Memphis-Shelby County Airport Authority officials remain optimistic about the future of Memphis International Airport, thanks to increased airline competition that is driving down airfares for travelers and businesses.
“Competition is a wonderful thing,” said board chairman Jack Sammons. “Ultimately, we are going to have a mosaic of frequent and affordable air service. The prices are already shockingly low in some markets.”
(Daily News File/Andrew J. Breig)
He cited fares of $77 each way from Memphis to Baltimore on Delta. Higher fares over the past few years had caused many to drive to nearby cities to catch flights at much lower rates.
“It’s an exciting time for businesses (and travelers) that no longer have to drive on the horrific highways to Little Rock and Nashville,” Sammons said.
He also mentioned that an unnamed charter service is very likely to be adding a direct flight from Memphis to Cancun, Mexico, next spring.
“We may well not be finished with Delta’s cuts. I don’t have a crystal ball, but the more cuts they make the more opportunities there will be for other airlines,” Sammons said.
The impact of the recent Delta de-hubbing was felt last month, as the number of nonstop flights dropped from August to September. Delta reduced its schedule from 44 nonstop flights in August to just 29 in September.
The number of available seats also dipped by more than 50,000 seats from August to September, decreasing from 288,340 available seats to 237,840.
For the fiscal year to date, total enplanements dropped 31.4 percent from 4.9 million through August 2012 to 3.3 million through August 2013. In September, total enplanements dropped 26.4 percent compared to August’s numbers, falling from 217,531 enplanements to 159,964.
While Delta’s moves caused the majority of the slide, Southwest’s overall enplanements increased, and Airport Authority president and CEO Larry Cox expects that trend to continue leading up to and following the Southwest/AirTran Airways transition on Nov. 3.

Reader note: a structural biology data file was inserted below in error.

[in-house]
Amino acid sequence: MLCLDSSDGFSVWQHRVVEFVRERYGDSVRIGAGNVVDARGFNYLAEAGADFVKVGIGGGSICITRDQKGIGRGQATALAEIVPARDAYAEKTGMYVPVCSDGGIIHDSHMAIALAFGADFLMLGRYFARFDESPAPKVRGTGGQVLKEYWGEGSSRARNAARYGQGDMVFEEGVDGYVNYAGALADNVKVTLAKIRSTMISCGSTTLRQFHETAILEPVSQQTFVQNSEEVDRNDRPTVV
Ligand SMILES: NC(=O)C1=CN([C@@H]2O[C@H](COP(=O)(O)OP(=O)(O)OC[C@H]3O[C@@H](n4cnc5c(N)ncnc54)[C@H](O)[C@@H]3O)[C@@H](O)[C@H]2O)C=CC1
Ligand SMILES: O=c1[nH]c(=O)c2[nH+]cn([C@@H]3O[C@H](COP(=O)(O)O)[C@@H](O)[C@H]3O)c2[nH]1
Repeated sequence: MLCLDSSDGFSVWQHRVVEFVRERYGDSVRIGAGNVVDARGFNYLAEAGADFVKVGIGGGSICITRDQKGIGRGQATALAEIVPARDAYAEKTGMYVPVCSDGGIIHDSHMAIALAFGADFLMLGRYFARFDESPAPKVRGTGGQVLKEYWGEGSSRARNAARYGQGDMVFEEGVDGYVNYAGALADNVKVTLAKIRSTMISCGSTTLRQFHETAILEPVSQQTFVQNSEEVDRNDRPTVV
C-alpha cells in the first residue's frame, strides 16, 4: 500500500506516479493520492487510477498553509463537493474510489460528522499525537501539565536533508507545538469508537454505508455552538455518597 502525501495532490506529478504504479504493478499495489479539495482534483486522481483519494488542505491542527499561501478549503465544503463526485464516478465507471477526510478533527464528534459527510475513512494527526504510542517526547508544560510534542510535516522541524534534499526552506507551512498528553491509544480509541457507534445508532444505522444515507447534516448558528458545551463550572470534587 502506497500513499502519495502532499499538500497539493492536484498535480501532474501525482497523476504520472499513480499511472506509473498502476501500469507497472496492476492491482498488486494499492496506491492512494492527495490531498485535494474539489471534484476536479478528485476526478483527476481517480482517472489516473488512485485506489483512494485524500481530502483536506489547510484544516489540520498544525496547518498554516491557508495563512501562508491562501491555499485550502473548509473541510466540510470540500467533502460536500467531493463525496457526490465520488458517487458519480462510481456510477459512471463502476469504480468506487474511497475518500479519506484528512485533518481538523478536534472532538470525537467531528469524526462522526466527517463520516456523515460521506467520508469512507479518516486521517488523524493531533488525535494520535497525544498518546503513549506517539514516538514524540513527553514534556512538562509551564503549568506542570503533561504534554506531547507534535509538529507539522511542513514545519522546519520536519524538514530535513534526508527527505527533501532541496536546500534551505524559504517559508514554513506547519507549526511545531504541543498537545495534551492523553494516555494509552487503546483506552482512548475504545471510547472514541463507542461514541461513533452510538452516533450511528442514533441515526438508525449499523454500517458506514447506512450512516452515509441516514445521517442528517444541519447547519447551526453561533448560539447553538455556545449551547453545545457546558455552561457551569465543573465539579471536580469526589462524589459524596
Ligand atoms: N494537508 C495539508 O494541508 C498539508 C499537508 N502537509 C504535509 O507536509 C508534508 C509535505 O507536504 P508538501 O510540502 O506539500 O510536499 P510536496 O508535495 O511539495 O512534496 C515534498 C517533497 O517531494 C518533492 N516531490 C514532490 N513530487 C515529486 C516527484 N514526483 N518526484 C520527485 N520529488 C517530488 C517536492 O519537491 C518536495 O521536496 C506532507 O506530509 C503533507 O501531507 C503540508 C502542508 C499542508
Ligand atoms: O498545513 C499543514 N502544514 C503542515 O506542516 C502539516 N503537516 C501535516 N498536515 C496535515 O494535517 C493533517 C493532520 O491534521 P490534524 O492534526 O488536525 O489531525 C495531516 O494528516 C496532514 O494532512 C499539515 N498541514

“To the extent that we fill seats, the airlines will provide more seats,” he said.
Airport officials expect to see new aircraft over the next few years as airlines phase out older, smaller airplanes.
“There is a shortage of airplanes in the world, particularly in the domestic market,” said Sammons, who cited the fact that main airlines have new aircraft on order. “There are many exciting names and logos that I hope in the next couple of years you will see flying in and out of Memphis.”
Sammons also expressed excitement over the debut of a new 767 aircraft by FedEx Friday.
Total cargo handled for September decreased 0.77 percent year-over-year, with roughly 723 million pounds handled compared to 728 million pounds handled in September 2012. For the 2013 fiscal year to date, cargo handled is up 2.7 percent, with 6.55 billion pounds handled through September 2012 versus more than 6.7 billion pounds handled so far this year.
Parking revenue was up 20 percent last month due to increased activity at the new ground transportation center that opened earlier this year. Richard White, Airport Authority vice president of properties and business development, plans to tweak the center’s parking offerings over the next few months in an attempt to generate an additional $1 million in revenue per year.
“We’ve added more long-term parking to our presentation,” White said. “We also hope to add another product: a valet service in which people will be able to drop off their car in front of the terminal building, and it will be waiting on them when they return.”
Recent fiscal year 2013 audit results were very positive for the airport. Operating revenue increased 1.5 percent year-over-year, jumping from $110.8 million to nearly $112.5 million. Operating expenses rose 5.2 percent from $55.2 million to more than $58 million.